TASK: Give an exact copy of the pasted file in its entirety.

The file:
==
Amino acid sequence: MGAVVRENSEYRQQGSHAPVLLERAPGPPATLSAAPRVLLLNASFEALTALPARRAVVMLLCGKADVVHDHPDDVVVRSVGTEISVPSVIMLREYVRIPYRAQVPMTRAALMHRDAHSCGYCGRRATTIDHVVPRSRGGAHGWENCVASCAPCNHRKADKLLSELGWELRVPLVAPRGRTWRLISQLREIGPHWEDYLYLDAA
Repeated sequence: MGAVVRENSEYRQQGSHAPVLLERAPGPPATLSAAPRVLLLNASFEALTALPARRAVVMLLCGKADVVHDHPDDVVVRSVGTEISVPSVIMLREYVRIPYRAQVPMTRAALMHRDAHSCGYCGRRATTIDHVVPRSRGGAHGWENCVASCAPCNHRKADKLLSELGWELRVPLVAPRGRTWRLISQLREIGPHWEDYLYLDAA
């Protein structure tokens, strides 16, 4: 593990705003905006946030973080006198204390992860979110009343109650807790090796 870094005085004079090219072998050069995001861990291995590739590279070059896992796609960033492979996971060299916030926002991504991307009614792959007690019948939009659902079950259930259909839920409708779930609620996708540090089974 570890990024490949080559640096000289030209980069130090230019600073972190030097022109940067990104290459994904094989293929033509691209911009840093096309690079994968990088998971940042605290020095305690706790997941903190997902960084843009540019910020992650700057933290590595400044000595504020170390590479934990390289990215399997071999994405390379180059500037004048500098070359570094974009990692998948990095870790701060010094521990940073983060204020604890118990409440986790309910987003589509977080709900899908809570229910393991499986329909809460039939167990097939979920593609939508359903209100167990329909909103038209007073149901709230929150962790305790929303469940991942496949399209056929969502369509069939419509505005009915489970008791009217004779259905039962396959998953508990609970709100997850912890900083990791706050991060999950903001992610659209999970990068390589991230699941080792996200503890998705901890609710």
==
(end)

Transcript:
Amino acid sequence: MGAVVRENSEYRQQGSHAPVLLERAPGPPATLSAAPRVLLLNASFEALTALPARRAVVMLLCGKADVVHDHPDDVVVRSVGTEISVPSVIMLREYVRIPYRAQVPMTRAALMHRDAHSCGYCGRRATTIDHVVPRSRGGAHGWENCVASCAPCNHRKADKLLSELGWELRVPLVAPRGRTWRLISQLREIGPHWEDYLYLDAA
Repeated sequence: MGAVVRENSEYRQQGSHAPVLLERAPGPPATLSAAPRVLLLNASFEALTALPARRAVVMLLCGKADVVHDHPDDVVVRSVGTEISVPSVIMLREYVRIPYRAQVPMTRAALMHRDAHSCGYCGRRATTIDHVVPRSRGGAHGWENCVASCAPCNHRKADKLLSELGWELRVPLVAPRGRTWRLISQLREIGPHWEDYLYLDAA
């Protein structure tokens, strides 16, 4: 593990705003905006946030973080006198204390992860979110009343109650807790090796 870094005085004079090219072998050069995001861990291995590739590279070059896992796609960033492979996971060299916030926002991504991307009614792959007690019948939009659902079950259930259909839920409708779930609620996708540090089974 570890990024490949080559640096000289030209980069130090230019600073972190030097022109940067990104290459994904094989293929033509691209911009840093096309690079994968990088998971940042605290020095305690706790997941903190997902960084843009540019910020992650700057933290590595400044000595504020170390590479934990390289990215399997071999994405390379180059500037004048500098070359570094974009990692998948990095870790701060010094521990940073983060204020604890118990409440986790309910987003589509977080709900899908809570229910393991499986329909809460039939167990097939979920593609939508359903209100167990329909909103038209007073149901709230929150962790305790929303469940991942496949399209056929969502369509069939419509505005009915489970008791009217004779259905039962396959998953508990609970709100997850912890900083990791706050991060999950903001992610659209999970990068390589991230699941080792996200503890998705901890609710």